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TPP countries move forward without the U.S.

Legislative Watch: TPP countries proceed without the U.S.; NPPC releases NAFTA white paper; study shows agriculture's impact on national economy.

P. Scott Shearer

June 9, 2017

2 Min Read
TPP countries move forward without the U.S.
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Now that President Trump has withdrawn from the Trans-Pacific Partnership, the remaining 11 countries of the TPP are moving forward without the United States. The remaining TPP countries have agreed to “launch a process to assess options to bring the comprehensive, high-quality agreement into force expeditiously, including how to facilitate membership for the original signatories.”

They have set a deadline of Nov. 10. The remaining TPP countries are Australia, Brunei, Canada, Chile, Japan, Malaysia, Mexico, New Zealand, Peru, Singapore and Vietnam.

NPPC releases NAFTA benefits white paper
The National Pork Producers Council recently released a white paper on the benefits of the North American Free Trade Agreement to the U.S. economy, agriculture and pork industry. The white paper, “Modernizing NAFTA and Safeguarding U.S. Interests” found:
• Canada and Mexico are the top two destinations for U.S. goods and series, accounting for more than one-third of total U.S. exports and supporting 14 million American jobs.
• Over the past five years, the United States has enjoyed a cumulative surplus in manufactured goods traded with Canada and Mexico.
• Canada and Mexico are the second and third largest markets for U.S. agriculture, representing $38 billion, or 28%, of all agriculture exports in 2016.
• U.S. agricultural exports to Mexico have grown 393% since NAFTA was implemented.
• The U.S. pork industry, which has been the world’s largest exporter of pork over the last 10 years, depends on exports for growth. Exports added $50 to every U.S. hog marketed in 2016.
• The U.S. exports more pork to the 20 countries with which it has free trade agreements than to all other nations combined.
• Mexico and Canada are the No. 2 No. 4 export markets for U.S. pork.
• Withdrawing from NAFTA would amount to a loss of 5% of U.S. pork production, reducing the live hog market by 10% at a cost of $14 per hog, or an aggregate loss of nearly $1.7 billion to the industry.

As the United States, Canada and Mexico get ready to renegotiate NAFTA it is critical the gains that U.S. agriculture has received under NAFTA not be lost.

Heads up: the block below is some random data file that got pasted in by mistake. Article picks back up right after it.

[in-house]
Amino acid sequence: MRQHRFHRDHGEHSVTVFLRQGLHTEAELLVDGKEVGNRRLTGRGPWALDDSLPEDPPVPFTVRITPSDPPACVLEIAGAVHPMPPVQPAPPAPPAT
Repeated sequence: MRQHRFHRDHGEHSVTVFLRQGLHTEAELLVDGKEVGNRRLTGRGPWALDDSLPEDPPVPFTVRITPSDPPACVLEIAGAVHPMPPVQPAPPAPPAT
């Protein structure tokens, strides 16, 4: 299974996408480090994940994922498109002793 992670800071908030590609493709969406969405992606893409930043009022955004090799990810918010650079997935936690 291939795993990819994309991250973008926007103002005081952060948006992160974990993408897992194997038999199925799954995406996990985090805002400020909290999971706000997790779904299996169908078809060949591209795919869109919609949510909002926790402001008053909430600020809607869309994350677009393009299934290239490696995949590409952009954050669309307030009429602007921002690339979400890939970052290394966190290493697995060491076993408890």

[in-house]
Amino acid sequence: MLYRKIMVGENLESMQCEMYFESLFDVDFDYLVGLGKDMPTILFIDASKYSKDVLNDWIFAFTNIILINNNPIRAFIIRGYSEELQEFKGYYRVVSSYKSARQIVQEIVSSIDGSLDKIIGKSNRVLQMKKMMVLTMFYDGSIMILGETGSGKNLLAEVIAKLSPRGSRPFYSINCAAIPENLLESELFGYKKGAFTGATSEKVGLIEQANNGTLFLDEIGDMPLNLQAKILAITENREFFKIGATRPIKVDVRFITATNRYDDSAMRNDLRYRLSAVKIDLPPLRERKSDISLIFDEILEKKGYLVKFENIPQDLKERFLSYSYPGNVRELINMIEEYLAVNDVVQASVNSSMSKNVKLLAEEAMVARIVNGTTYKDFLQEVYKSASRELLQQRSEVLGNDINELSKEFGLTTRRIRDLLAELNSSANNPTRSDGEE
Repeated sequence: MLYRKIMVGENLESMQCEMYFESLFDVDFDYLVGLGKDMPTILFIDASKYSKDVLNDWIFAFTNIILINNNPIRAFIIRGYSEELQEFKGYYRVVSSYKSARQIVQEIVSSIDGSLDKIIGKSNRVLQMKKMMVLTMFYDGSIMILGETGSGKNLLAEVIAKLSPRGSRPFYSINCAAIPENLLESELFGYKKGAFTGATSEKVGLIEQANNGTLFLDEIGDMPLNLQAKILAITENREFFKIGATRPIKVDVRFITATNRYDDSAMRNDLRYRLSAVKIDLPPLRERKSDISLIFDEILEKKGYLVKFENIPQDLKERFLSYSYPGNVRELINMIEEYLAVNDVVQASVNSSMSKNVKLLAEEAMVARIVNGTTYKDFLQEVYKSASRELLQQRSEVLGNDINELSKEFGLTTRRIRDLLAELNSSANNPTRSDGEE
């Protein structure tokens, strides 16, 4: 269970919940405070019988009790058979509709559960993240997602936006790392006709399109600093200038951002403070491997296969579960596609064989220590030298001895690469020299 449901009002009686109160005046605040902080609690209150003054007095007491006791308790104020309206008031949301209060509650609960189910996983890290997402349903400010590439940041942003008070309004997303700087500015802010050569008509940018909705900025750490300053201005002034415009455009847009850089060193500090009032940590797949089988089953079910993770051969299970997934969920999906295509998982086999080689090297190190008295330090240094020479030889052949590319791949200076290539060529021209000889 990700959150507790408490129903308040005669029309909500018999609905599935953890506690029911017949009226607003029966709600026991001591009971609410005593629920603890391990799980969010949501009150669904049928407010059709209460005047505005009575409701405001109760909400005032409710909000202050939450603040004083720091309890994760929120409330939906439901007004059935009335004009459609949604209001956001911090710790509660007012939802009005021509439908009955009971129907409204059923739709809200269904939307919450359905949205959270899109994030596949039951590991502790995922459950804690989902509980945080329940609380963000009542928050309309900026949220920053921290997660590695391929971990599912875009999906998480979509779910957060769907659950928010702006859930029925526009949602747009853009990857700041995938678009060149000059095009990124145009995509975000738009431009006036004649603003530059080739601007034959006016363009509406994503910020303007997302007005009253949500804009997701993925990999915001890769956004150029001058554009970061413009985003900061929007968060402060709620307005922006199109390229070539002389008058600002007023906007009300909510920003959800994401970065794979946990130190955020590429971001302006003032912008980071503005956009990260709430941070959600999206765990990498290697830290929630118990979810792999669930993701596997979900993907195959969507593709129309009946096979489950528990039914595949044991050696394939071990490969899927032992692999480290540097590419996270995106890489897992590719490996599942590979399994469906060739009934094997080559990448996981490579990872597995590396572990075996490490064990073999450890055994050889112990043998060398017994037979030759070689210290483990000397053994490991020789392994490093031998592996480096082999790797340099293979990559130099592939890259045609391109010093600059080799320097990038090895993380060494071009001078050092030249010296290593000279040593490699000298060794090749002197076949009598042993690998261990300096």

Animal agriculture important to U.S. economy
U.S. animal agriculture provides significant support to the national economy according to a recent study, “Decision Innovation Solution’s 2015 Economic Analysis of Animal Agriculture.” Animal agriculture’s support to the national economy include:
• $375 billion to gross domestic product
• 2 million jobs to the economy
• $80 billion to household incomes
• Paid almost $21 billion in income taxes
• $7.4 billion in property taxes

A booklet, “The National Impact of Animal Agriculture,” summarizes the study and includes a state-by-state analysis. Copies of the booklet are made available by the United Soybean Board.

About the Author(s)

P. Scott Shearer

Vice President, Bockorny Group, Inc.

Scott Shearer is vice president of the Bockorny Group Inc., a leading bipartisan government affairs consulting firm in Washington, D.C. With more than 30 years experience in government and corporate relations in state and national arenas, he is recognized as a leader in agricultural trade issues, having served as co-chairman of the Agricultural Coalition for U.S.-China Trade and co-chairman of the Agricultural Coalition for Trade Promotion Authority. Scott was instrumental in the passage of China Permanent Normal Trade Relations and TPA. He is past chairman of the USDA-USTR Agricultural Technical Advisory Committee for Trade in Animals and Animal Products and was a member of the USAID Food Security Advisory Committee. Prior to joining the Bockorny Group, Scott served as director of national relations for Farmland Industries Inc., as well as USDA’s Deputy Assistant Secretary for Congressional Affairs (1993-96), serving as liaison for the Secretary of Agriculture and the USDA to Congress.

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